For the purpose of illustrating the invention, there is shown in the drawings an embodiment which is presently preferred, it being understood, however, that the invention is not limited to the precise arrangements and instrumentalities shown.
FIG. 1 is a block diagram of a bus communication system which uses the bus accessing scheme of the present invention;
FIG. 2 is a block diagram of the bus interface unit of the bus communication system of FIG. 1; and
FIG. 3 is a block diagram of the control circuit forming part of the bus interface unit of FIG. 2.
Referring now the drawings, wherein like numerals indicate like elements, there is shown in FIG. 1 a bus communication system 10 in which the bus accessing scheme of the present invention may be used. Bus communication system 10 includes a transmission line 12 which is connected to a plurality of user terminals 14 via a plurality N of bus interface units (BIUs) 16. The purpose of the bus communication system 10 is to permit each of the user terminals to transmit data (in the form of information packets) to the remaining user terminals via the transmission line 12.
User terminals 14 may be computers, terminals or other devices capable of generating and/or accepting digital information. The transmission bus may take the form of any suitable transmission network such as a CATV, coaxial or fiber optic cables, and the like. In the system illustrated in FIG. 1, it is assumed that the transmission bus is a bidirectional bus. Other systems, such as those using fiber optic cables, are unidirectional and therefore require two transmission buses, one for each direction. One such system is illustrated in U.S. Pat. No. 4,210,780 and may be used in connection with the present invention.
The manner in which user terminal information is transmitted between the user terminals 14 and their respective BIU 16, and the method for properly formatting the information packets as they are transferred between the user terminals 14 and the BIUs 16, are well known in the art and do not form part of the present invention. Accordingly, the specific methods and apparatus for carrying out these transfers will not be described herein. Exemplary methods for creating these results may be found in U.S. Pat. Nos. 4,067,220 and 4,210,780. The present invention concerns the bus accessing scheme under which the information packets, once properly formatted, are transferred from the BIUs 16 to the transmission bus 12 and the manner in which the packets on transmission bus are transferred to the individual BIUs will later transfer to the user terminal. Accordingly, it will be assumed that information is periodically transferred from the user terminal 14 to its associated BIU 16 and is formatted for transmission by the BIU.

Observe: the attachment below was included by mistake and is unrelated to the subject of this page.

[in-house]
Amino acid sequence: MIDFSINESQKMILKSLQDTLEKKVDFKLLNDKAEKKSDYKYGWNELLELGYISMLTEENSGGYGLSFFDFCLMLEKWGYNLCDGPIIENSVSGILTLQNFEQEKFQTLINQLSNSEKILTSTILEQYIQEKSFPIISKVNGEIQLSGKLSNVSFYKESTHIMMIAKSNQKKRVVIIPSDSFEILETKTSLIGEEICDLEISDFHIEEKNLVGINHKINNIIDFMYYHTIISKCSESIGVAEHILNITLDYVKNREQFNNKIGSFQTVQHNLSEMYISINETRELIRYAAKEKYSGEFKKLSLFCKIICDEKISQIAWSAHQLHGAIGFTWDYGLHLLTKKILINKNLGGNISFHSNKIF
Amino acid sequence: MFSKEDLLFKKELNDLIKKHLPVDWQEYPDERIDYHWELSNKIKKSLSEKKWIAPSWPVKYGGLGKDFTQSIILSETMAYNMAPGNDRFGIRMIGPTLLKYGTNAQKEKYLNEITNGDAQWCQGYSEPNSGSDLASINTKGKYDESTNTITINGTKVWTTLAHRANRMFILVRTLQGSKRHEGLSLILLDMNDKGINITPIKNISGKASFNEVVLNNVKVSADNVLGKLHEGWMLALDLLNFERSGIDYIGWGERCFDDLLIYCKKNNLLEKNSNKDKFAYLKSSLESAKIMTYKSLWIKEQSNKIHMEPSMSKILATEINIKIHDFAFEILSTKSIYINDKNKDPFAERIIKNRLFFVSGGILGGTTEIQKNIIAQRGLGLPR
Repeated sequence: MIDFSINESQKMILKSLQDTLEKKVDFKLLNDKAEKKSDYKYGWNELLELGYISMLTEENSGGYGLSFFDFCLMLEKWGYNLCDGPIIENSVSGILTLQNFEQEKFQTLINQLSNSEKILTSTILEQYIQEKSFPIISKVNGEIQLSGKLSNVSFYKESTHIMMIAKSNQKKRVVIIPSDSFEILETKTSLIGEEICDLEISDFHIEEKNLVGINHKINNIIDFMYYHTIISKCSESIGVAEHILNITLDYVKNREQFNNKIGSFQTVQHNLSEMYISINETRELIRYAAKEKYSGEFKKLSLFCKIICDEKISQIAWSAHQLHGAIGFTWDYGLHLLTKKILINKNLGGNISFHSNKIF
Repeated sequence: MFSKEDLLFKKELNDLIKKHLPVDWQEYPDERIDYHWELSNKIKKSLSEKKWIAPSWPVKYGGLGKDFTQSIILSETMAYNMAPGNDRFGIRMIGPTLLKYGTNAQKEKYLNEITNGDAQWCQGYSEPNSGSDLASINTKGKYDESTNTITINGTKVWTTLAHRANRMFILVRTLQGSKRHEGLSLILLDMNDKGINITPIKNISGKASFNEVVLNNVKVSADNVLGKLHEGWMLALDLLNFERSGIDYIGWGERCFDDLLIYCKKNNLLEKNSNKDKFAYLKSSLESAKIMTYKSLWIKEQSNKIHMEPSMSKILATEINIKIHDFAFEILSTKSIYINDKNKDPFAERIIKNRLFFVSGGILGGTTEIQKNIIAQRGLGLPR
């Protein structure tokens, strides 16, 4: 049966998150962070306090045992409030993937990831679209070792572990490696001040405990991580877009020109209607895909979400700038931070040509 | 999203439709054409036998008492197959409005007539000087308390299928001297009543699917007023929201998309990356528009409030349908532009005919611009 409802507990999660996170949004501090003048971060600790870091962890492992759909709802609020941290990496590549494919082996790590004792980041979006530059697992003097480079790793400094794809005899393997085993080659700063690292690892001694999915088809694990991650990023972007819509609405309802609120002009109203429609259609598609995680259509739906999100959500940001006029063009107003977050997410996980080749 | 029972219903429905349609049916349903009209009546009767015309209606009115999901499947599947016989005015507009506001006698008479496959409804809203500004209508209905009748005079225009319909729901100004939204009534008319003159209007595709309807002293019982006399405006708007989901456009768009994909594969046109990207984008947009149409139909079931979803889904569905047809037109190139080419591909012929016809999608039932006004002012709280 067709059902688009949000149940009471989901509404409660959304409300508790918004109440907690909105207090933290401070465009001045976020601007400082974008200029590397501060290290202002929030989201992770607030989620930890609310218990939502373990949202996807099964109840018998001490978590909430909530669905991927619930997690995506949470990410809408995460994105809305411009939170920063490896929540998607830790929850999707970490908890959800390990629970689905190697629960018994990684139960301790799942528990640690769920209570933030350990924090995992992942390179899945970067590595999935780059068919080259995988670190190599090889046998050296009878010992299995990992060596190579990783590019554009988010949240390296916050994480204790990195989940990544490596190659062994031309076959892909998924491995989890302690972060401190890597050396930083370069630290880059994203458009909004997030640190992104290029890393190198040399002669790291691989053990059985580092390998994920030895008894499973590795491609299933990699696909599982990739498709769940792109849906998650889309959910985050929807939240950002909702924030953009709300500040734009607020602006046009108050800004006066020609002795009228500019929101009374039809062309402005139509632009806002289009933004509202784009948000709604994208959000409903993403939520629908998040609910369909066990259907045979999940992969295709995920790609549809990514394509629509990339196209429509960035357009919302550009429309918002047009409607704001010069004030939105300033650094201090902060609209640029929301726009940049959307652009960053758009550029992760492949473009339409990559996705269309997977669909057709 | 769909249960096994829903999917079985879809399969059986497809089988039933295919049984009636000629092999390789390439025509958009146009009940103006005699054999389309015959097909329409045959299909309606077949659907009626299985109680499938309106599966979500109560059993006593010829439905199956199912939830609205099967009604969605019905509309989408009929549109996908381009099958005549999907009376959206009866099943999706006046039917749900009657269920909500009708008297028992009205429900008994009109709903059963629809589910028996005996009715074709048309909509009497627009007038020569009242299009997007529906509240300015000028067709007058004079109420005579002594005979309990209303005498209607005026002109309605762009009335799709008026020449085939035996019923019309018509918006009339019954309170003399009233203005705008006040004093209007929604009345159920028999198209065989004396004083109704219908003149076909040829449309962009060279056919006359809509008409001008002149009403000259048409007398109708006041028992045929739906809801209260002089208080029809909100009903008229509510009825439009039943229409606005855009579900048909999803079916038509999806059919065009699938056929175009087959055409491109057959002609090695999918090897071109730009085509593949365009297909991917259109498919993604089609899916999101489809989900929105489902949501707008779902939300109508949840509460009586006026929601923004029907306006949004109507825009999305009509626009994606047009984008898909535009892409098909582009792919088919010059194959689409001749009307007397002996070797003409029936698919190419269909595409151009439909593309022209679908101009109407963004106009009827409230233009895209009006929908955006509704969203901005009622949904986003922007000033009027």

The bus accessing scheme of the present invention employs both a contention, listen-while-talk protocol (such as that disclosed in U.S. Pat. No. 4,063,220, whose entire disclosure is incorporated herein by reference) and a bidirectional token flow system such as that disclosed in co-pending application Serial No. 351,821 filed on even date herewith and which entire application is incorporated herein by reference.
In accordance with the contention listen-while-talk protocol (e.g. as described in U.S. Pat. No. 4,063,220) each BIU monitors the transmission bus to detect activity (i.e., to sense whether the bus is currently busy). If the bus 12 is busy (i.e., if an information packet is presently being transmitted on the bus), the BIU 16 defers transmission of additional information packets until the current user of the bus 12 is finished transmitting and the bus 12 is no longer busy. If any BIU 16 determines that the bus 12 is not presently busy, that BIU may attempt to transmit on the bus.
As a BIU 16 transmits its information packet, it also monitors the transmission bus 12. If the BIU 16 does not detect any errors in its own transmission for the duration of the end-to-end propagation delay along the bus 12, it determines that it has gained sole access to the bus 12 and may successfully complete the transmission of its information packet. Upon detection of a collision within the propagation delay interval, each of the colliding BIUs 16 aborts its own transmission and subsequently retransmits its information packet after a random delay.
In accordance with the bidirectional token flow system of copending application Ser. No. 351,821, the right to transmit a packet of information on transmission bus 12 is transferred from BIU 16 to BIU 16 by the passing of a virtual token. No two BIUs 16 will receive the token at the same time with the result that only one BIU will have the right to place its information packet on the bus 12 at any given instant.
In accordance with this system, the two endmost BIUs 16-1, 16-N alternately initiate right and left token passing sweeps, respectively, by placing either an information packet (which includes both header information necessary for a bus accessing scheme protocol and an information section providing the information to be transmitted from one user terminal 14 to another user terminal 14) or a start-up packet (containing the same header information but having no information section on bus 12). In response to each sweep initiating packet, each BIU 16 calculates a token time interval which is unique to that BIU and which is determined by the difference between the location of the BIU 16 making the calculation and the BIU 16 transmitting the sweep initiating packet. Any BIU 16 which does not detect the presence of an additional information packet on the transmission bus before the expiration of its token time interval is considered to have received a virtual token and obtains the right to transmit any qualified information packet it has received from its user terminal 14. If, before the end of its calculated token time interval, the BIU 16 receives an information packet generated by an upstream BIU 16 (a BIU to its right during a right sweep and a BIU to its left during a left sweep), the BIU 16 recalculates the token time interval as a function of the difference between its location on the bus 12 and the location of the transmitting BIU 16. This process continues at each BIU 16 until its most recently calculated token time interval times out at which time the BIU 16 is free to transmit an information packet.